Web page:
``A microkernel architecture for devices least able to afford the overhead'' What overhead? The way I understand it, the overhead typically associated with microkernels comes two sources: overhead incurred when transferring control across process boundaries and inefficiency of the implementation. Inefficiency of the implementation (e.g. using a complex message-passing system that consumes many CPU cycles) is a problem, but it's not intrinsic to microkernels. Overhead incurred when transferring control across process boundaries depends on many factors, such as what your OS's idea of "process" is, how this is mapped to the constructs provided by the hardware, and how efficient the hardware implementation is. Long story short, implementing processes as tasks on x86 hardware and using the MMU to separate processes' address spaces is very inefficient. An implementation on an MMU-less system with an ARM CPU and all processes in the same address space would not be nearly as inefficient. In fact, on an ARM CPU, even with an MMU and processes in separate address spaces, one study (PDF [usenix.org]) has measured the context switching overhead of Linux to be up to 0.25%. If Linux can do that, a microkernel can, too. Now, I don't know about you, but 0.25% isn't enough to keep me awake with worry all night. All in all, I think the reputation that microkernels have for introducing a lot of overhead is simply due to inefficient implementations on inefficient hardware. I also wonder how much kernel efficiency still matters these days; it seems that most programs seem to fall in one of 3 categories: 1) mostly sitting idle waiting for input (user input, disk reads, memory access) 2) bound mostly by the speed of the graphics card 3) spending most of their CPU cycles in their own code or libraries. System call overhead has little impact on these programs ...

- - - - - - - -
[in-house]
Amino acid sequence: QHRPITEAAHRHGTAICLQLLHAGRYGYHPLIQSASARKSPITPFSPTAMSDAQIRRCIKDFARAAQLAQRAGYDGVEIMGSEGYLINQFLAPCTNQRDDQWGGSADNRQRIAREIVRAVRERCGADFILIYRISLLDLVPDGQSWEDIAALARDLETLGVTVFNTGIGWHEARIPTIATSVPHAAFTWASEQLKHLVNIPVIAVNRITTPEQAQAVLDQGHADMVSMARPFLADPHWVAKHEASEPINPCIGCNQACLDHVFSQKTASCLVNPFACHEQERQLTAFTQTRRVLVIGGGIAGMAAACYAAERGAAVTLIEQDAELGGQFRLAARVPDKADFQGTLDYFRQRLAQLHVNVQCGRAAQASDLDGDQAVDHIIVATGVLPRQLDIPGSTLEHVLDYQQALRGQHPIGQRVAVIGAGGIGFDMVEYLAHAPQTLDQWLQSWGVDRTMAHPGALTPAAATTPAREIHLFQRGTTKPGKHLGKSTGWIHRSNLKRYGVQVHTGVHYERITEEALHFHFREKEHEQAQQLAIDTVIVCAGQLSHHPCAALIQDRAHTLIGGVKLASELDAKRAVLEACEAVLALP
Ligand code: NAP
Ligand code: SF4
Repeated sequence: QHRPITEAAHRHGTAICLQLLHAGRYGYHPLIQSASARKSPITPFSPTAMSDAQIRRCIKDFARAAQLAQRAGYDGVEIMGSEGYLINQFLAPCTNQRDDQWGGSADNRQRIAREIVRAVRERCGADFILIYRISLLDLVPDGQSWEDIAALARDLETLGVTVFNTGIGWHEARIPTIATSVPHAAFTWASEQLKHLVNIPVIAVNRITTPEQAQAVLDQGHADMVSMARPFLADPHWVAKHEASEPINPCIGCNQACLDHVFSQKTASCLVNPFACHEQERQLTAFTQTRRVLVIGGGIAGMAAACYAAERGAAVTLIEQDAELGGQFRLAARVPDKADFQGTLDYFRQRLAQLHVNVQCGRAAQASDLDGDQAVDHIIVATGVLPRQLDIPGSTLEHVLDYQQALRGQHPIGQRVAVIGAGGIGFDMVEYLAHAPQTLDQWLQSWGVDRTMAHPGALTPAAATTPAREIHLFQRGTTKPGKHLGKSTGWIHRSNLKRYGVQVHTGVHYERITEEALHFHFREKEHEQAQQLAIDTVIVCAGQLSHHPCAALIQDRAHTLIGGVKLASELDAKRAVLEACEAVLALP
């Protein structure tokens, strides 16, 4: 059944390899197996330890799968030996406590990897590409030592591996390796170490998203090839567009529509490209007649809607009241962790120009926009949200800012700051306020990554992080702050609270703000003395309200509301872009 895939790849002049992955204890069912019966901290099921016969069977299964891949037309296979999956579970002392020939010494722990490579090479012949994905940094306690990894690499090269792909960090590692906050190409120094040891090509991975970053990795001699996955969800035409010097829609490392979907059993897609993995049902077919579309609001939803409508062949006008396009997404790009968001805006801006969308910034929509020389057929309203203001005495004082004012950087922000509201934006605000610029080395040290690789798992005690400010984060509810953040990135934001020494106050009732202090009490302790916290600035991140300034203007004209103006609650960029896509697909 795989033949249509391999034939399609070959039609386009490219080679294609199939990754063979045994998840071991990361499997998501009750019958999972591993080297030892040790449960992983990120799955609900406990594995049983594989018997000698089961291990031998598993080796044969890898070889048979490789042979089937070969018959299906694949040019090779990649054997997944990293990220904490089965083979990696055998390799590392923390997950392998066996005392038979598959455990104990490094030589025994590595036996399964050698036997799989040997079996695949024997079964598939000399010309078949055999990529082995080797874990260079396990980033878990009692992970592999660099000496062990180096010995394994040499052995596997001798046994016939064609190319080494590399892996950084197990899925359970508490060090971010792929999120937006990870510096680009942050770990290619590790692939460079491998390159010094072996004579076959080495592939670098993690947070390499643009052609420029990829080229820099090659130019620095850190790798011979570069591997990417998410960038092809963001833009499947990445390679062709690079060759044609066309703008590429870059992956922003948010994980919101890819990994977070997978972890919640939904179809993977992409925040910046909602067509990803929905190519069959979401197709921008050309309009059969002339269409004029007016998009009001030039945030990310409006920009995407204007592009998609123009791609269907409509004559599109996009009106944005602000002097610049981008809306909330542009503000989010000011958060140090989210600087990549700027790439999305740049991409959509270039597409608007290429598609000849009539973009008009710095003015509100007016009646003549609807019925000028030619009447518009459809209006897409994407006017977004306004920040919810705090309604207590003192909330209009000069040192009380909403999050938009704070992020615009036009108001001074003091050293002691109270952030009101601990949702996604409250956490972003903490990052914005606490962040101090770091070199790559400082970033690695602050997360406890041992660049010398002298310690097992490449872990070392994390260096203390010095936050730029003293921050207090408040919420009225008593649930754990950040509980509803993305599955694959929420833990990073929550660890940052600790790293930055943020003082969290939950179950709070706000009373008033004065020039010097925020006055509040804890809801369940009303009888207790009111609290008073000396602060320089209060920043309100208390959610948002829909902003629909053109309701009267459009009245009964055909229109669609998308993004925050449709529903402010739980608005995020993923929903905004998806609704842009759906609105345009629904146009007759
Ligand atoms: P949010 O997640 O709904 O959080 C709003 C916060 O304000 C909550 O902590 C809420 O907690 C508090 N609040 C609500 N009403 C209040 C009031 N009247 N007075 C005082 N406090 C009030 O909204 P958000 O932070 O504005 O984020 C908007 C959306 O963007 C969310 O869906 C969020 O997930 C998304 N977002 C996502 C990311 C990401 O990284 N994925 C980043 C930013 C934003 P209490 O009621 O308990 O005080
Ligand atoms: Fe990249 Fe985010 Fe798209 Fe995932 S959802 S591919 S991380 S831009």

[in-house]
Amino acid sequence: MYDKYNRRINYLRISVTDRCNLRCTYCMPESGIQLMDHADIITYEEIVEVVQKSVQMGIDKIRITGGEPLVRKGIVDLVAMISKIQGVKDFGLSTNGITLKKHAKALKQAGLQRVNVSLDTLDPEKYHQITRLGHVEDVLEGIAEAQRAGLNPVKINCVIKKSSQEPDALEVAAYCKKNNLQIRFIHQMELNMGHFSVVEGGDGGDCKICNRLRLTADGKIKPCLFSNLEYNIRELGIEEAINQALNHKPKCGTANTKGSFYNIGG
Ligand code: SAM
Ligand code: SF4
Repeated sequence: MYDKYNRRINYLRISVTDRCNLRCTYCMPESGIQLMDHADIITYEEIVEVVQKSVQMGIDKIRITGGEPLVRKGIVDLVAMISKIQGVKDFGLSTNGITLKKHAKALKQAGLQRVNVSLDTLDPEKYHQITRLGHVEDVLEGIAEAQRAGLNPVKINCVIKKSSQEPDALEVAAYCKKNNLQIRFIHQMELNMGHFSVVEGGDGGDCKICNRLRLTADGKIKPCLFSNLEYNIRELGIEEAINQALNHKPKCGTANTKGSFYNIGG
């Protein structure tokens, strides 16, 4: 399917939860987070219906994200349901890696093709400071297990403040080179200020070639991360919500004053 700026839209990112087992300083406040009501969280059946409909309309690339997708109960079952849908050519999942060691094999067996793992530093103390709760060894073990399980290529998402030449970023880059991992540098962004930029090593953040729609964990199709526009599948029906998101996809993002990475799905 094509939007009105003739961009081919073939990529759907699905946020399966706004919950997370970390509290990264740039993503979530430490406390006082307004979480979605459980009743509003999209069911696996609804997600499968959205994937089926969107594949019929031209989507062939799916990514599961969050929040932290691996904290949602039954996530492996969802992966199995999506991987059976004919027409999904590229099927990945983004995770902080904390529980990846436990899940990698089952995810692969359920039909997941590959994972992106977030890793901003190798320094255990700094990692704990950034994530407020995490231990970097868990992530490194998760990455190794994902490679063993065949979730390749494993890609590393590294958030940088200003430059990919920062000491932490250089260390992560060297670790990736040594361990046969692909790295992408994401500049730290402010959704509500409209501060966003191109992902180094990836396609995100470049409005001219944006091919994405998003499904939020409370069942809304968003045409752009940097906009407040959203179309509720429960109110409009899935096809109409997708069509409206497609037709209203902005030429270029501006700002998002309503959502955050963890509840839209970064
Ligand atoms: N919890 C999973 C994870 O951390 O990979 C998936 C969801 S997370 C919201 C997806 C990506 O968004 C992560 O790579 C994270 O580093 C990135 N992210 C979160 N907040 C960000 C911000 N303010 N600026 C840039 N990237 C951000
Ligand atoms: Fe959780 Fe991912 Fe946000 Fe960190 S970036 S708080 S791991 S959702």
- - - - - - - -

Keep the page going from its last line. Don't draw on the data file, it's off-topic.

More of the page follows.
• Thank you, Android (Score:5, Insightful)